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SMSFs turn to unusual investments in low-return environment

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With investments such as term deposits seeing minimal returns, there has been increased investment by SMSFs in non-standard investments such as private entities and gold bullion, says an audit firm.

Speaking to SMSF Adviser, BDO superannuation partner Shirley Schaefer said she is seeing more investment in non-standard investments in SMSFs as trustees look to improve their returns. 

“It’s not just cryptocurrency, but things like bullion, diamonds and private entities,” explained Ms Schaefer. 

Ms Schaefer cautioned that it could sometimes be difficult for trustees and the auditor to obtain the relevant information for these assets, particularly for investments in private entities. 

“It depends on what the private entity does, but it does tend to be more problematic. Some trustees and accountants are probably better at making sure they’ve got all that information. [However], I’ve also got clients that are a minority holder in an entity, and despite their best intentions, they just can’t get that information,” she said.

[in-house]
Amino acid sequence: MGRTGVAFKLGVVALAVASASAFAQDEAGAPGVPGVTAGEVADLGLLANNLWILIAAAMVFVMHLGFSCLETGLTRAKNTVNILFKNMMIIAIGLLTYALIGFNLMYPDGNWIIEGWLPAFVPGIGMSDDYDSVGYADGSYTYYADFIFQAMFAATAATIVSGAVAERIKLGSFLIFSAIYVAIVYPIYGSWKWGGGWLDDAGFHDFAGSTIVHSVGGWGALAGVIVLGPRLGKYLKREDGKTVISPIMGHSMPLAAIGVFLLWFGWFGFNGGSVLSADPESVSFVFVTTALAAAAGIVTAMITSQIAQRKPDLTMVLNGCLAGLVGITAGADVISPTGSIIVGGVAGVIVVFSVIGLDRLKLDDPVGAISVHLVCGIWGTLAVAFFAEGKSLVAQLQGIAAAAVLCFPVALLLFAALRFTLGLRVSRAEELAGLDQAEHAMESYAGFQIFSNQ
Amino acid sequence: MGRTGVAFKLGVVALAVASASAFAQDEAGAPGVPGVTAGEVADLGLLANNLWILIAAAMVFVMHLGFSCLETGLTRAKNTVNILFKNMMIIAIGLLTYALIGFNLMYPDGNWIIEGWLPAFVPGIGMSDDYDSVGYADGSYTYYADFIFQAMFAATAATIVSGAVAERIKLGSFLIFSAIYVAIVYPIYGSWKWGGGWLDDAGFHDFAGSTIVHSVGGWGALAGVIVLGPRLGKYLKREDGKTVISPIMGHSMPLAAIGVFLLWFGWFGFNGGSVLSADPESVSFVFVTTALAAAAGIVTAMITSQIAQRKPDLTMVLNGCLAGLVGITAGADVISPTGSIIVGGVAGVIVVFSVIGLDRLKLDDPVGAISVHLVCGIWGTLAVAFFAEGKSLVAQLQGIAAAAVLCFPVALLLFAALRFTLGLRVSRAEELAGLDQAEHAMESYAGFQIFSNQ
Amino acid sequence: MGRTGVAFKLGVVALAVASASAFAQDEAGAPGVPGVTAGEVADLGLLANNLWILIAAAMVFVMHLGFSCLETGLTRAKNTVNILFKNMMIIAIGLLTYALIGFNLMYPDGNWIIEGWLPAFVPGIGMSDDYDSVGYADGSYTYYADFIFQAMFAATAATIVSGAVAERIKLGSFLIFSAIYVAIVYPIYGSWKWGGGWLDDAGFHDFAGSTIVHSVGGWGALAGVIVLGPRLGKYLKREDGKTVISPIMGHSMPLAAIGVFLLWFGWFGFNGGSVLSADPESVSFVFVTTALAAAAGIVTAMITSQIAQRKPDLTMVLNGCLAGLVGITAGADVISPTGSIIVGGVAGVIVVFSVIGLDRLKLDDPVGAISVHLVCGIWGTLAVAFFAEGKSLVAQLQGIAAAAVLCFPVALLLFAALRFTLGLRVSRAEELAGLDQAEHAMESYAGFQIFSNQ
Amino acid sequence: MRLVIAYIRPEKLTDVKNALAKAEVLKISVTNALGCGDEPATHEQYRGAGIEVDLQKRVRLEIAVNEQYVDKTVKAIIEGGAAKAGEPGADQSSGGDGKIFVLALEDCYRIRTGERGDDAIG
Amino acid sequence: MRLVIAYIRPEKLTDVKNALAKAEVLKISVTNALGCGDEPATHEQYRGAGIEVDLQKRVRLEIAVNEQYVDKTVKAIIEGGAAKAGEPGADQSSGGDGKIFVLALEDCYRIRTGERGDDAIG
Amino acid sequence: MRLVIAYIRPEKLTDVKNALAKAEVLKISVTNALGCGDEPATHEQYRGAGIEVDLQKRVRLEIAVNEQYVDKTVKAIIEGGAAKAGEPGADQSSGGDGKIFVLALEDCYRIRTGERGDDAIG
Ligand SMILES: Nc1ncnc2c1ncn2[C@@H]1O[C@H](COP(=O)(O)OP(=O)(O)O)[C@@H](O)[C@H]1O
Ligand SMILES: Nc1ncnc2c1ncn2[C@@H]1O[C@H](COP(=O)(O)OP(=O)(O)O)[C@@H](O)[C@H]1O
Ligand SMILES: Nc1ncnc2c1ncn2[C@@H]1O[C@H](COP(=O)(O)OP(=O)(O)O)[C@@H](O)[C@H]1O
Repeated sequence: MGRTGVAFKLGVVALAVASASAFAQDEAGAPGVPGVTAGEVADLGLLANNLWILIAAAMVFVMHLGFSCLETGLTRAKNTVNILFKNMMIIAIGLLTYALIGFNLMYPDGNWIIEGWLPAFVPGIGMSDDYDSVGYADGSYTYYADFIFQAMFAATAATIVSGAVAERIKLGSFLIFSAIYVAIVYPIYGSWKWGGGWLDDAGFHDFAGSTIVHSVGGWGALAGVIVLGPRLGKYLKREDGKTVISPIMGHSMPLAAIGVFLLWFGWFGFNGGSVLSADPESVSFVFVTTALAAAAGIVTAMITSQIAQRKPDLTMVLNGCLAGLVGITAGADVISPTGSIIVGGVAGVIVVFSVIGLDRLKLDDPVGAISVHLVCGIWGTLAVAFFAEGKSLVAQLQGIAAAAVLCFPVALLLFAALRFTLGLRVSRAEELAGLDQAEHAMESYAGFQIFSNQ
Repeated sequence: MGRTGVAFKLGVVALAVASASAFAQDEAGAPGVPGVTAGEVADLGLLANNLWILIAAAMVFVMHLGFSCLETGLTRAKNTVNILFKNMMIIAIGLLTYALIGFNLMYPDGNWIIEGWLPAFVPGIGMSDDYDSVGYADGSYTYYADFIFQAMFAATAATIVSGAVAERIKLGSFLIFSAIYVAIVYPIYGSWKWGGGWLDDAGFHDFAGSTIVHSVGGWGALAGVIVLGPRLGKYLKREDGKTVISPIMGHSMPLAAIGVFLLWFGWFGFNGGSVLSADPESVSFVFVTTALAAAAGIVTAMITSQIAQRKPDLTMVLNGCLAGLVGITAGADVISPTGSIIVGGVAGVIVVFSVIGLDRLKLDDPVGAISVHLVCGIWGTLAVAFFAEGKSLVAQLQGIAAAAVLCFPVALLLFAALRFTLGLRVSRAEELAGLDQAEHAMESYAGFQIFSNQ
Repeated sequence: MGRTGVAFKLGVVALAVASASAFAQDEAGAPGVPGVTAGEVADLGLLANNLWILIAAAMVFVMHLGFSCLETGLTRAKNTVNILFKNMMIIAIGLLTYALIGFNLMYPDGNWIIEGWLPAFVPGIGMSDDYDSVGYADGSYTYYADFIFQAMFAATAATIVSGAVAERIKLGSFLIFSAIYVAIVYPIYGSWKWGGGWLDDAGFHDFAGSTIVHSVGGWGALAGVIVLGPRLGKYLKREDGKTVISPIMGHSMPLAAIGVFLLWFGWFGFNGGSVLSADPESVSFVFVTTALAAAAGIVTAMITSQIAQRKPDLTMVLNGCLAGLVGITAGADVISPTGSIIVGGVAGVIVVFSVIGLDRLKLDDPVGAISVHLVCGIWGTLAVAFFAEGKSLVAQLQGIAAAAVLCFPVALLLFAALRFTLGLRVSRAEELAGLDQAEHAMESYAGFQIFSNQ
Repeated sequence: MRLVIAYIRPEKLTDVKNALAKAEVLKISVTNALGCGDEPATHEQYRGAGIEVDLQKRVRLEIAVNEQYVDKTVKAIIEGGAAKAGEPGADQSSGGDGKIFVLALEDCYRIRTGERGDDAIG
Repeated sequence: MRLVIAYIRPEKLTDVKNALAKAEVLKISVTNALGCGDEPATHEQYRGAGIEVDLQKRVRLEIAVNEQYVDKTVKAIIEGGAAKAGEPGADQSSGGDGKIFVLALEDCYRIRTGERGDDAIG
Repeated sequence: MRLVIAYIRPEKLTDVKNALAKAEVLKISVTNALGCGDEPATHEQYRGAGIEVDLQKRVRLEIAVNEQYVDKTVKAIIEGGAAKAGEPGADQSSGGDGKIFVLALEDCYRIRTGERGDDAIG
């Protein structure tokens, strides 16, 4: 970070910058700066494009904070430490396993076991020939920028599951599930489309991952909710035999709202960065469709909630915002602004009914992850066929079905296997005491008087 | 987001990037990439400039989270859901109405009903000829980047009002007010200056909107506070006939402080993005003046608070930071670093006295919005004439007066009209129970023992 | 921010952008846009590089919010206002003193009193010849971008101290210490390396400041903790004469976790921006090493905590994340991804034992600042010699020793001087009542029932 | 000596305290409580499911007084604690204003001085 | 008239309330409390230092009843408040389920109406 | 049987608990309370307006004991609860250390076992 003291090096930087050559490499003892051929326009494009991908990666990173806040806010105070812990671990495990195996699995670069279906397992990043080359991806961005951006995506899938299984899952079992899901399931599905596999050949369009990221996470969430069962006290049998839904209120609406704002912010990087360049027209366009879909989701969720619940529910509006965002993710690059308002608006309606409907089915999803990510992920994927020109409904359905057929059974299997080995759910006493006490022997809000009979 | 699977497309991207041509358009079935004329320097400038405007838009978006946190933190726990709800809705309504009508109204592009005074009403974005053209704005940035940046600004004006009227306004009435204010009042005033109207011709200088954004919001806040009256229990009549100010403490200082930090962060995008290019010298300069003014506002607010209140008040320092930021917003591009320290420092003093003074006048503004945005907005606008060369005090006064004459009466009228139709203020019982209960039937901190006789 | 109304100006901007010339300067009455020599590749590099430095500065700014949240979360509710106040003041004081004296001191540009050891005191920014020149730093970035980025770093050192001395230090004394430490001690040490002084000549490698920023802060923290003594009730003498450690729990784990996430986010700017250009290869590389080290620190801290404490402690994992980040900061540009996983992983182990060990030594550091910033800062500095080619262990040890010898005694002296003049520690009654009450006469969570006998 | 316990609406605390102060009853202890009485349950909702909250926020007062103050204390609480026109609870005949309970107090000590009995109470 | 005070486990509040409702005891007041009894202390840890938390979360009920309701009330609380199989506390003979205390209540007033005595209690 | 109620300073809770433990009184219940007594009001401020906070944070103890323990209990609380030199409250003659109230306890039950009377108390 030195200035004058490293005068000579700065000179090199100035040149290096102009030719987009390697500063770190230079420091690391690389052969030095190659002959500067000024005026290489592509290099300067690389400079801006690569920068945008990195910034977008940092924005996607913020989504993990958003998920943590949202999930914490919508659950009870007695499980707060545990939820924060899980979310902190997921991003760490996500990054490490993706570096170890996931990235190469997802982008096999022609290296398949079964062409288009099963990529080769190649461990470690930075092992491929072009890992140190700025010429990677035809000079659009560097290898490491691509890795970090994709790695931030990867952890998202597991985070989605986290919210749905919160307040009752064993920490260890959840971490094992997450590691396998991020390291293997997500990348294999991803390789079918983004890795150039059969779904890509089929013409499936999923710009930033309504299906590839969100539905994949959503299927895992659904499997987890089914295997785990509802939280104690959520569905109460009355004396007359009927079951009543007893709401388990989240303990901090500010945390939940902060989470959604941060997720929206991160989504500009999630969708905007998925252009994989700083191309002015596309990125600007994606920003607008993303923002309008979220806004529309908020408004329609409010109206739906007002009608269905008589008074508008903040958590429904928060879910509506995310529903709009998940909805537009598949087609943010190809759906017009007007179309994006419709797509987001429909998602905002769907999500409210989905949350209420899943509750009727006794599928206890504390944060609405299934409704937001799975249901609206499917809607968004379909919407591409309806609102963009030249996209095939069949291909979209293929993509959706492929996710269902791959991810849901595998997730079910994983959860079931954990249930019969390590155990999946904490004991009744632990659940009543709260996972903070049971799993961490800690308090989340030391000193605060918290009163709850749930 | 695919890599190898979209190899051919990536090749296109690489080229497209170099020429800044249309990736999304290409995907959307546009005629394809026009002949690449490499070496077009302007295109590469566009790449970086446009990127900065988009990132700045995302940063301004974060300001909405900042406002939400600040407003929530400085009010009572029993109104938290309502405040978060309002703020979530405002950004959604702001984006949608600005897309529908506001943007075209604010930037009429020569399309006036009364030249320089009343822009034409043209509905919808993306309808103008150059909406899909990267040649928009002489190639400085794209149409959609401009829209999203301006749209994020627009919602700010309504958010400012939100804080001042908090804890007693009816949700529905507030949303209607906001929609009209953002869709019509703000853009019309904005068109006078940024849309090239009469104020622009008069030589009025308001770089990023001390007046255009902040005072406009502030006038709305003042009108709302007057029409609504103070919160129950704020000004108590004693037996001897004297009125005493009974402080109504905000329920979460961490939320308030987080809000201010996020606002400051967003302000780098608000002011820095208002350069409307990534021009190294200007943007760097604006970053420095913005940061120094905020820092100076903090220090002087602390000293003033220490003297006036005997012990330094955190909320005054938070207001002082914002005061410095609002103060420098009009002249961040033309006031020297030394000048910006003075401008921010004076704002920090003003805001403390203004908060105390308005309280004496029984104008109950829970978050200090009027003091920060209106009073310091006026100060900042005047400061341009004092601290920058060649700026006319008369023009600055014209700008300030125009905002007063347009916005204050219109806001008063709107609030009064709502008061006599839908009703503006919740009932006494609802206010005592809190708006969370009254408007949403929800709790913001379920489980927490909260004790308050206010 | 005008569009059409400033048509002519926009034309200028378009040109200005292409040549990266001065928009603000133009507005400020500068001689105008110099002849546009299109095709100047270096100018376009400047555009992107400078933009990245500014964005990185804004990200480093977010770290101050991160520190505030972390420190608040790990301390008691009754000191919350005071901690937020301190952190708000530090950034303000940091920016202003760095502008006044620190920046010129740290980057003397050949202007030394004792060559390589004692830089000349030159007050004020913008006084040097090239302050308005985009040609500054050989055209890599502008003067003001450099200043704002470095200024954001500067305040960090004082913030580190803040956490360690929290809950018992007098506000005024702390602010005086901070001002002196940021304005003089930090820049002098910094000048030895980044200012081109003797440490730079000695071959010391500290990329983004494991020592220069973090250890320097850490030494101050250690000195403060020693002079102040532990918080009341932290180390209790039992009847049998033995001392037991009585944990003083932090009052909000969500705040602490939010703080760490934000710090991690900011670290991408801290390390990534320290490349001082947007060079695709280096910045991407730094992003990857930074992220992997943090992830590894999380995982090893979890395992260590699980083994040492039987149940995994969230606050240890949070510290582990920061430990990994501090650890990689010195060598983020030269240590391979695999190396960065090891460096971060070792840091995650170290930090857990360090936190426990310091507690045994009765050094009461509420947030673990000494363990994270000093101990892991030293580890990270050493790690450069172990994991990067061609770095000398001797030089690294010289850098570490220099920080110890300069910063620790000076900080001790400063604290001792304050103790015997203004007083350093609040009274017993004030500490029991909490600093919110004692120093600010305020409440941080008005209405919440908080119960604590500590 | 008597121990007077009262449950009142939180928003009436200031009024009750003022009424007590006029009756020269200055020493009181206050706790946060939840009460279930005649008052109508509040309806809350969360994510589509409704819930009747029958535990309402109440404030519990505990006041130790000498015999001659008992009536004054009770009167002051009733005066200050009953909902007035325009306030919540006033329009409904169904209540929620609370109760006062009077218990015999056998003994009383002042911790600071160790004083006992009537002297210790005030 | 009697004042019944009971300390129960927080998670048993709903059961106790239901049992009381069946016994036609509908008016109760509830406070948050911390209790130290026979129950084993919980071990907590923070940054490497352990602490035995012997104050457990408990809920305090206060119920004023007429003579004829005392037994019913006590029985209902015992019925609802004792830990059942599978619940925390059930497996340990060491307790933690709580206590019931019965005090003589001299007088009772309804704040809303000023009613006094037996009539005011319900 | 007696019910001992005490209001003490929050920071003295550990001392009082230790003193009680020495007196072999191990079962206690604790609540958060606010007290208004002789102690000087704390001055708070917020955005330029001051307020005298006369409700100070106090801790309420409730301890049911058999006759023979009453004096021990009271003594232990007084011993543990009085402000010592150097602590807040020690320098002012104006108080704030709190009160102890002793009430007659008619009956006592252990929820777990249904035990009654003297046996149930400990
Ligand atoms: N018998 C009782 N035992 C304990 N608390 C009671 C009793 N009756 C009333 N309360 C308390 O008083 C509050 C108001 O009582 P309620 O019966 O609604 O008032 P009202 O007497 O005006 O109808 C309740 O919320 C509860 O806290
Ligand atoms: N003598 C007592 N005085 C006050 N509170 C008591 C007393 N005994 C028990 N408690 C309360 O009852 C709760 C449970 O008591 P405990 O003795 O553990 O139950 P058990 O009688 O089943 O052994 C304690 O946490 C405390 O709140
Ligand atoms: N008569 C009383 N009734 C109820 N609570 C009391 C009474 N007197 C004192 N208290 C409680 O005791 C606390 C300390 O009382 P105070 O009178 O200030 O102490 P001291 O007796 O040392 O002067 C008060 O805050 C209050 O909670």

“They can’t necessarily make an assessment on what its worth, so how does the auditor [get that information]?”

Ms Schaefer said different types of investments are emerging more in funds as SMSF trustees look for better returns in the low-interest rate environment. 

“While the share market has done well, and property seems to be doing okay, term deposits and things like that are not obviously performing particularly well, and people are looking for returns which is why we’re seeing some investments in things like cryptocurrency, the more unusual investments like diamonds and private entities,” she said. 

ASF Audits head of education Shelley Banton also recently highlighted some of the issues she is seeing with less common types of investments such as unrelated entities and unrelated unit trusts and companies. 

“It can sometimes be very hard to get that information, if we do get it, we may only get draft financial statements, we may not get signed financial statements,” said Ms Banton.

“It makes it even more difficult when the accountant who’s preparing the super fund doesn’t prepare the accounts for that unrelated entity. You’re trying to get that information from a fourth party [and] there’s no requirement from that accountant who’s providing those financials to provide it to the SMSF accountant.”

Miranda Brownlee

Miranda Brownlee is the deputy editor of SMSF Adviser, which is the leading source of news, strategy and educational content for professionals working in the SMSF sector.

Since joining the team in 2014, Miranda has been responsible for breaking some of the biggest superannuation stories in Australia, and has reported extensively on technical strategy and legislative updates. Miranda has also directed SMSF Adviser’s print publication for several years. 

Miranda also has broad business and financial services reporting experience, having written for titles including Investor Daily, ifa and Accountants Daily.

You can email Miranda on: This email address is being protected from spambots. You need JavaScript enabled to view it.